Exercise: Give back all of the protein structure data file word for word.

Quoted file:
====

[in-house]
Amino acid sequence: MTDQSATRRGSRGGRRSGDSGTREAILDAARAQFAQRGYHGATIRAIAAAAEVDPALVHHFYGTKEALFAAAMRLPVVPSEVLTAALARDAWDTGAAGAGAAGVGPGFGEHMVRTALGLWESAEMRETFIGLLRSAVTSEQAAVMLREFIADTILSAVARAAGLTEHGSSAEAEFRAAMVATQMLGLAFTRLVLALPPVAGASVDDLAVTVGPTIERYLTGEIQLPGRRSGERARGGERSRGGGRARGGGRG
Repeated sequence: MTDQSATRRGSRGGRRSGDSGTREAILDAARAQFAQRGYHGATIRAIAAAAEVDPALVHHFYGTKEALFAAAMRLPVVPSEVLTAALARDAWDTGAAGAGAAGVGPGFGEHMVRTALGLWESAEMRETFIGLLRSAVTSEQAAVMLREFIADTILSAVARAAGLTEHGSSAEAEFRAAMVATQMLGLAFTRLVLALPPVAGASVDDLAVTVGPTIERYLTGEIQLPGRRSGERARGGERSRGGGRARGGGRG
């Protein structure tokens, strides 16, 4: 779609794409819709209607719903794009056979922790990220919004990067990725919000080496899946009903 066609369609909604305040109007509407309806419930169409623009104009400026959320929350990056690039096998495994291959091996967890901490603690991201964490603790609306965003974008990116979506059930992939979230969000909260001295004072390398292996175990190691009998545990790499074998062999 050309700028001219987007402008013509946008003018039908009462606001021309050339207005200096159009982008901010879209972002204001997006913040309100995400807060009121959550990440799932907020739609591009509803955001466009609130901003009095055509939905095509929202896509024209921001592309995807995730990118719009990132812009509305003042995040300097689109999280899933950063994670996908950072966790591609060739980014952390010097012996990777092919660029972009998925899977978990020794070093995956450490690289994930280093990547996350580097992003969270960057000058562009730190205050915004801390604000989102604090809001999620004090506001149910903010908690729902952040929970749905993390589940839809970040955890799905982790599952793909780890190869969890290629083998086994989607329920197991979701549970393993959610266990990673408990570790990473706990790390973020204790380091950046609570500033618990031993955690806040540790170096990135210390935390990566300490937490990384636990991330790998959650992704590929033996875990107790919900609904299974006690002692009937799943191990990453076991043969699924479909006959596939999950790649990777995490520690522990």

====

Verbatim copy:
[in-house]
Amino acid sequence: MTDQSATRRGSRGGRRSGDSGTREAILDAARAQFAQRGYHGATIRAIAAAAEVDPALVHHFYGTKEALFAAAMRLPVVPSEVLTAALARDAWDTGAAGAGAAGVGPGFGEHMVRTALGLWESAEMRETFIGLLRSAVTSEQAAVMLREFIADTILSAVARAAGLTEHGSSAEAEFRAAMVATQMLGLAFTRLVLALPPVAGASVDDLAVTVGPTIERYLTGEIQLPGRRSGERARGGERSRGGGRARGGGRG
Repeated sequence: MTDQSATRRGSRGGRRSGDSGTREAILDAARAQFAQRGYHGATIRAIAAAAEVDPALVHHFYGTKEALFAAAMRLPVVPSEVLTAALARDAWDTGAAGAGAAGVGPGFGEHMVRTALGLWESAEMRETFIGLLRSAVTSEQAAVMLREFIADTILSAVARAAGLTEHGSSAEAEFRAAMVATQMLGLAFTRLVLALPPVAGASVDDLAVTVGPTIERYLTGEIQLPGRRSGERARGGERSRGGGRARGGGRG
């Protein structure tokens, strides 16, 4: 779609794409819709209607719903794009056979922790990220919004990067990725919000080496899946009903 066609369609909604305040109007509407309806419930169409623009104009400026959320929350990056690039096998495994291959091996967890901490603690991201964490603790609306965003974008990116979506059930992939979230969000909260001295004072390398292996175990190691009998545990790499074998062999 050309700028001219987007402008013509946008003018039908009462606001021309050339207005200096159009982008901010879209972002204001997006913040309100995400807060009121959550990440799932907020739609591009509803955001466009609130901003009095055509939905095509929202896509024209921001592309995807995730990118719009990132812009509305003042995040300097689109999280899933950063994670996908950072966790591609060739980014952390010097012996990777092919660029972009998925899977978990020794070093995956450490690289994930280093990547996350580097992003969270960057000058562009730190205050915004801390604000989102604090809001999620004090506001149910903010908690729902952040929970749905993390589940839809970040955890799905982790599952793909780890190869969890290629083998086994989607329920197991979701549970393993959610266990990673408990570790990473706990790390973020204790380091950046609570500033618990031993955690806040540790170096990135210390935390990566300490937490990384636990991330790998959650992704590929033996875990107790919900609904299974006690002692009937799943191990990453076991043969699924479909006959596939999950790649990777995490520690522990």